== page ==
The Oregon Senate on Monday expanded the list of those who should report possible child abuse to include hoteliers, and those who should report suspected human trafficking to include employees of restaurants and bars.
“Sexual exploitation crimes often go unreported and victims don’t have the resources they need to find help," said Sen. Lynn Findley, R-Vale. "The more reporting the community does, the better.”
Both bills on the matter were introduced by members of the Republican Senate caucus and passed with bipartisan support. They now go to the House for consideration.
Senate Bill 515 requires employees of bars and restaurants to report reasonable belief of suspected human trafficking or unlawful employment of minors.
The bill passed 27-1, with all Democrats supporting the legislation and Rep. Dallas Heard, R-Roseburg, voting no.
"By all of us taking a little responsibility for the most vulnerable in our communities, we can make a difference.” said Senate Minority Leader Fred Girod, R-Stayton.
Senate Bill 535 makes hotelkeepers and innkeepers mandatory reporters of child abuse. It also requires computer technicians and processors to immediately report suspected child pornography found on devices or systems they work on.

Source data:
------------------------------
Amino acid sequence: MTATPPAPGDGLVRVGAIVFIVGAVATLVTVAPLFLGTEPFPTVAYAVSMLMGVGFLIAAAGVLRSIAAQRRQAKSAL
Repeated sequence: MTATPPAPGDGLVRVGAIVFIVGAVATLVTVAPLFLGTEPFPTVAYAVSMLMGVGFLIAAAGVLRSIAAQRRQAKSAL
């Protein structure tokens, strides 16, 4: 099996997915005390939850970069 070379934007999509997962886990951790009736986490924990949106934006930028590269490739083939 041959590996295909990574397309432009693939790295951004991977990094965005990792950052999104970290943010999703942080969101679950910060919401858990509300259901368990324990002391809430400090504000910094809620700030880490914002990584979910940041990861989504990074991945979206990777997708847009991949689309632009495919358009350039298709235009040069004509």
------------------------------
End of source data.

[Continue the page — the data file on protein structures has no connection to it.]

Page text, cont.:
“Trafficking and sex crimes are happening in our own backyard, and we need more tools to fight them,” said Sen. Tim Knopp, R-Bend. “These employees can play an important role in reporting.”
The bill passed 26-2, with all Democrats voting yes, while Heard and Sen. Brian Boquist, a longtime GOP lawmaker from Dallas who has declared himself an independent, both voted no.
During the initial call of the vote, Senate Majority Leader Rob Wagner, D-Lake Oswego, asked Senate President Peter Courtney for a "Call of the Senate." This impels senators to come to the floor to vote. In the initial roll call, neither Heard or Boquist responded to the roll call. In the last roll call, they both voted no.
Heard, who is also the chair of the Oregon Republican Party, has voted "no" on every bill in committee and on the floor as a protest against what he says is the Democrats' manipulation of the session agenda. That's caused Heard to be absent for a bill that made displaying a noose a hate crime, as well as his votes on the crime reporting bills.